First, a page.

How to Choose Interior Door Hardware

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Door hardware is a must when you're installing a new interior door, whether it's pre-hung or a slab. Slab doors need hinges, a doorknob, and supplementary door hardware — not to mention holes and mortises (or the pocket where the lock goes). Typically, pre-hung doors have preinstalled hinges and predrilled holes and require only knobs, plus optional latches or locks.


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Interior door hardware is different from the hardware you install on an entry door for a couple of reasons. One is that interior doors have hollow cores and are thinner and lighter than entry doors. Another reason is that you typically don't need a keyed lock on an interior door — although you might want one to limit access to a particular room or closet. Some interior doors slide rather than swing, and they don't need hinges at all, although they do call for special hardware.


Ready to spruce up an existing door or add hardware to a brand new one? Here's what you need to know.

Measuring for a Doorknob Replacement

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When you're replacing door handles on existing doors or installing one on a new pre-hung door with predrilled holes, you need three measurements to ensure you purchase one that fits:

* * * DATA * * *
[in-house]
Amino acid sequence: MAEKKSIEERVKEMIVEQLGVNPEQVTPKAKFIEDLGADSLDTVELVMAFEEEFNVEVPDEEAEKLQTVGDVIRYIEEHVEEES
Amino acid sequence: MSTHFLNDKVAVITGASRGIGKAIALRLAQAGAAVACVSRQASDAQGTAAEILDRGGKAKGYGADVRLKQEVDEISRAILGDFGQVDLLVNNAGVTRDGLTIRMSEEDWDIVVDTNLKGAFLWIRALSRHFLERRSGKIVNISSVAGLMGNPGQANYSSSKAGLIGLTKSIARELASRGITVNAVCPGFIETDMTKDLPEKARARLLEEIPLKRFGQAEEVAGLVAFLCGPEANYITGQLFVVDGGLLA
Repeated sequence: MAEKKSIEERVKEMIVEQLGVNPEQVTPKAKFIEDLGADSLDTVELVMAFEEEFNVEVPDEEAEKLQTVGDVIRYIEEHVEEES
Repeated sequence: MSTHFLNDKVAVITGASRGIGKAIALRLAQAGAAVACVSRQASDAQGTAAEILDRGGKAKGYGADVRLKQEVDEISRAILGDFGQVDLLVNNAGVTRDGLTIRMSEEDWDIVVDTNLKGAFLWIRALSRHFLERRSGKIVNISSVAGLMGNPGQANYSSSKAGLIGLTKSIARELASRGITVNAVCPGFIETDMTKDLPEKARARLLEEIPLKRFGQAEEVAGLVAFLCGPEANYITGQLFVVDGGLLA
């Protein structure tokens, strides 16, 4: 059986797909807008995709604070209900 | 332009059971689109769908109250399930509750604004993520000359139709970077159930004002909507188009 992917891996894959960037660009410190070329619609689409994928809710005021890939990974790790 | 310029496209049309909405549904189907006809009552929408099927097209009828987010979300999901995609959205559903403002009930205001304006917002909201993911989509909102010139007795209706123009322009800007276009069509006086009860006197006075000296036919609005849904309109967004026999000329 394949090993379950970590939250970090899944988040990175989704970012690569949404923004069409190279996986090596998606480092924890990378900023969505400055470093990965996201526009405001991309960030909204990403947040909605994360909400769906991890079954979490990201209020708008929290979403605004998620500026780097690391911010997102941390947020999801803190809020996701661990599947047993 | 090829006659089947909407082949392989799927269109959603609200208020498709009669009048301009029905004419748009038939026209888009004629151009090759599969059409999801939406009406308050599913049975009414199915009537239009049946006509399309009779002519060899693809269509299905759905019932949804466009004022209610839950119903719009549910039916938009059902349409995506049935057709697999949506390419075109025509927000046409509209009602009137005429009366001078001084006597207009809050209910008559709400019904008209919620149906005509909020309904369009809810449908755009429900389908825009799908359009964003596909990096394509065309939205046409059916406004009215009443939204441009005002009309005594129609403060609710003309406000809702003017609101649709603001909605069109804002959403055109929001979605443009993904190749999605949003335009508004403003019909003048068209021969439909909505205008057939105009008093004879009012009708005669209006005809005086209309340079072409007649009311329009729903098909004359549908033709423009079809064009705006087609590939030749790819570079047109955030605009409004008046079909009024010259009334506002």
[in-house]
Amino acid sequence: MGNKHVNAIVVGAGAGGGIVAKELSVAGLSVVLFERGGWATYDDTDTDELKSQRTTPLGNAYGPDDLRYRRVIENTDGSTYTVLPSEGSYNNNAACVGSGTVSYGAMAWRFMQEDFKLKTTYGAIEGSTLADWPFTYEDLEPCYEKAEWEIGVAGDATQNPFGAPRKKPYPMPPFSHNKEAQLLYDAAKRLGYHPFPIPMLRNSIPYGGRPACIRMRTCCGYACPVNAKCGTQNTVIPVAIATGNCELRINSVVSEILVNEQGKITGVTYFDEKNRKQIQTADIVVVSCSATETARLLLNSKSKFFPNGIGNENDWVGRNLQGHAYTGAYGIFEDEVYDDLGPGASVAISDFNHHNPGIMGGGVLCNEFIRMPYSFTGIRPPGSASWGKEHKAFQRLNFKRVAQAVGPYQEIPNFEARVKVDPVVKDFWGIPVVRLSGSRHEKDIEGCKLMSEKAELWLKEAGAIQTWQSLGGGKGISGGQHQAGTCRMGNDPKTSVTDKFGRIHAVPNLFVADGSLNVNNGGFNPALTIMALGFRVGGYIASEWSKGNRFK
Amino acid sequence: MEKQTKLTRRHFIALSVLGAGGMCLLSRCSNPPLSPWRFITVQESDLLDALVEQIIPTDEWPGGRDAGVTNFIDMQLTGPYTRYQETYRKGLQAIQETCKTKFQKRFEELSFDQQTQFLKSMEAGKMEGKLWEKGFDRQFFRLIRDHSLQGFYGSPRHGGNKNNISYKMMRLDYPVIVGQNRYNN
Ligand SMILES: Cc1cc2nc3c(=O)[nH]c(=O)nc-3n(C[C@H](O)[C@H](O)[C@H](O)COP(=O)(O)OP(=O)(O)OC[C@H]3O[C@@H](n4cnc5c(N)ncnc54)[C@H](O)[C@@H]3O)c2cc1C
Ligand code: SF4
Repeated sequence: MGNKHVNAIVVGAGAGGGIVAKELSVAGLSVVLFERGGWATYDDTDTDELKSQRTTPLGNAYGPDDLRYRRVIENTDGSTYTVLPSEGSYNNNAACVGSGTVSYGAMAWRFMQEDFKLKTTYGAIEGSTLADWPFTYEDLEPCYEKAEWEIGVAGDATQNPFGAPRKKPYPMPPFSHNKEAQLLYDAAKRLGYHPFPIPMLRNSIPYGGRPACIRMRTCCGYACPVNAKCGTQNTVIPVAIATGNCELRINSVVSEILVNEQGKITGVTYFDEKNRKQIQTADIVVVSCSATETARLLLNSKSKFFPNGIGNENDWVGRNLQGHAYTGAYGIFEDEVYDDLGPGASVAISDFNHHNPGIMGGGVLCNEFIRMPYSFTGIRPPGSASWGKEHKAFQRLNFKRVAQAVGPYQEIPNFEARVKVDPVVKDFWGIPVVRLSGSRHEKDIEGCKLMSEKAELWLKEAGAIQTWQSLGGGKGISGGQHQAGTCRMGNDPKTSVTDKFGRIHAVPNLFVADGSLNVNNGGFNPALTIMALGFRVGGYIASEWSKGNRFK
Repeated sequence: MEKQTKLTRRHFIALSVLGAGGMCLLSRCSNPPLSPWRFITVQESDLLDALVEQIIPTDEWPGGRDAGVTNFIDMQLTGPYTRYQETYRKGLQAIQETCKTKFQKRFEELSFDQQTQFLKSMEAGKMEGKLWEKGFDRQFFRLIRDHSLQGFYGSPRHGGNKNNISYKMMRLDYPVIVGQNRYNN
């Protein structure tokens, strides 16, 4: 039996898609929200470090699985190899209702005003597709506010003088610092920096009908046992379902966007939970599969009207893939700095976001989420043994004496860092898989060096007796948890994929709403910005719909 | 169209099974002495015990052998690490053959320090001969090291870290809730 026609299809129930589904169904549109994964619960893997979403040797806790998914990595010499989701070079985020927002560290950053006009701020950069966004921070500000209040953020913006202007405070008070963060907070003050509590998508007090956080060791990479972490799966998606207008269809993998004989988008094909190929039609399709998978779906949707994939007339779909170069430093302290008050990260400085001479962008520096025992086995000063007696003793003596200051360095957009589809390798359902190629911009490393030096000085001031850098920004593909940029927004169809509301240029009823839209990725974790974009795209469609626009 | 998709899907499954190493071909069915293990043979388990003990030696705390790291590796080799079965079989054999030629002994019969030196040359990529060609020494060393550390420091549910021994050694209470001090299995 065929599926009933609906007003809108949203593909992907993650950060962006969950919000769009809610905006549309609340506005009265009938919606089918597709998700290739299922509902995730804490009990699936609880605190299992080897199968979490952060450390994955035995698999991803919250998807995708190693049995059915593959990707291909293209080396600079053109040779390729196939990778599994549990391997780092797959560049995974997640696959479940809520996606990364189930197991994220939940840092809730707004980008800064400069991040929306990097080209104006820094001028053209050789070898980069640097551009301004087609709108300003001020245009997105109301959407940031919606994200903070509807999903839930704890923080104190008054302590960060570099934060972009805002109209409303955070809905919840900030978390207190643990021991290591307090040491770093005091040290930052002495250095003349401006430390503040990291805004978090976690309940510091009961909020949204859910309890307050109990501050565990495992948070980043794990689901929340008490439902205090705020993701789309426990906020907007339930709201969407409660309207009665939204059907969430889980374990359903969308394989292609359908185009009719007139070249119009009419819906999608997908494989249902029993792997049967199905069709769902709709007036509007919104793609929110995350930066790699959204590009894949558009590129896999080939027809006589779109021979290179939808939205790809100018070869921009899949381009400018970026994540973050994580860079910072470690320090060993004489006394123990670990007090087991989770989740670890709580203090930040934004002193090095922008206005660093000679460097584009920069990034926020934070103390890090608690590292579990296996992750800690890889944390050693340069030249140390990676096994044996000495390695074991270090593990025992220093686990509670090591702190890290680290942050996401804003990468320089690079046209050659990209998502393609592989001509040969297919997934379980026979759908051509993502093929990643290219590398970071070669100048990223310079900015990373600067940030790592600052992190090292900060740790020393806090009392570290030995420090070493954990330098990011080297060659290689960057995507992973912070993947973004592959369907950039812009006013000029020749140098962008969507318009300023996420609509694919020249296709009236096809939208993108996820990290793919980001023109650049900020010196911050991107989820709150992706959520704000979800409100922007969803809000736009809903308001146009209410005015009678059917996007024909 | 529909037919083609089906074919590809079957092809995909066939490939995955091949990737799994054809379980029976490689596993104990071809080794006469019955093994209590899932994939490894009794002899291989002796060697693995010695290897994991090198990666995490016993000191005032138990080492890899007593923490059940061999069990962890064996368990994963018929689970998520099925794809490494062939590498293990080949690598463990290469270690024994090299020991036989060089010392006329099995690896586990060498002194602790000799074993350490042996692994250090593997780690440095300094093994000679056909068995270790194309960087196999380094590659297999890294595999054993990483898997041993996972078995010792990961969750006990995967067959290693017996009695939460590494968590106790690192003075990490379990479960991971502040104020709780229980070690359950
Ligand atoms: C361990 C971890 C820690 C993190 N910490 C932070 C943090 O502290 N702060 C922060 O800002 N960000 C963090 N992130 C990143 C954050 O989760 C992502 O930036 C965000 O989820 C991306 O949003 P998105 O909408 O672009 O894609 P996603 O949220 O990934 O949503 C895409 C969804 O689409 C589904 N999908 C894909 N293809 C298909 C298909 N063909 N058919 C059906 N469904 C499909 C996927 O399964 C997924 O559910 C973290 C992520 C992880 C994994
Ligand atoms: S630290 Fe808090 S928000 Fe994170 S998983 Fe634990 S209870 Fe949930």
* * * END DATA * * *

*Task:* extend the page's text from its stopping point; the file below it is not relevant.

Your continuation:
• The diameter of the cross bore, which is the large hole into which the lock set fits
  • The backset, which is the distance between the center of the cross bore and the edge of the door
  • The thickness of the door. There are two standard door thicknesses: 1 3/8 and 1 3/4 inches.

Interior hollow-core doors are usually 1 3/8 inches, but solid-core ones are often 1 3/4 inches, so if you have one of these, check the packaging to make sure the knob of your choice will fit.


The diameter of the cross bore will likely be the in line with the industry standard, 2 1/8 inches. But double check this measurement if you're replacing the doorknob on a vintage door that may not be standard. If it's bigger, no standard knob will fit, and you'll have to search for one that will. If it's smaller, you may be able to widen it, but that depends on the backset.


There are two standard backsets on North American doors: 2 3/8 and 2 3/4 inches. You'll most likely find the shorter version on interior doors. Some locksets are adjustable and will fit both backsets, but some aren't, so check the packaging before you buy to make sure the knob works with the backset you measure. Some vintage doorknobs have 5-inch backsets, and rather than trying to replace a malfunctioning one with a standard knob, it's usually better to purchase a new latch with the required backset and either reuse the knob or look for a replacement at an antique shop.


Right and Left Door Handing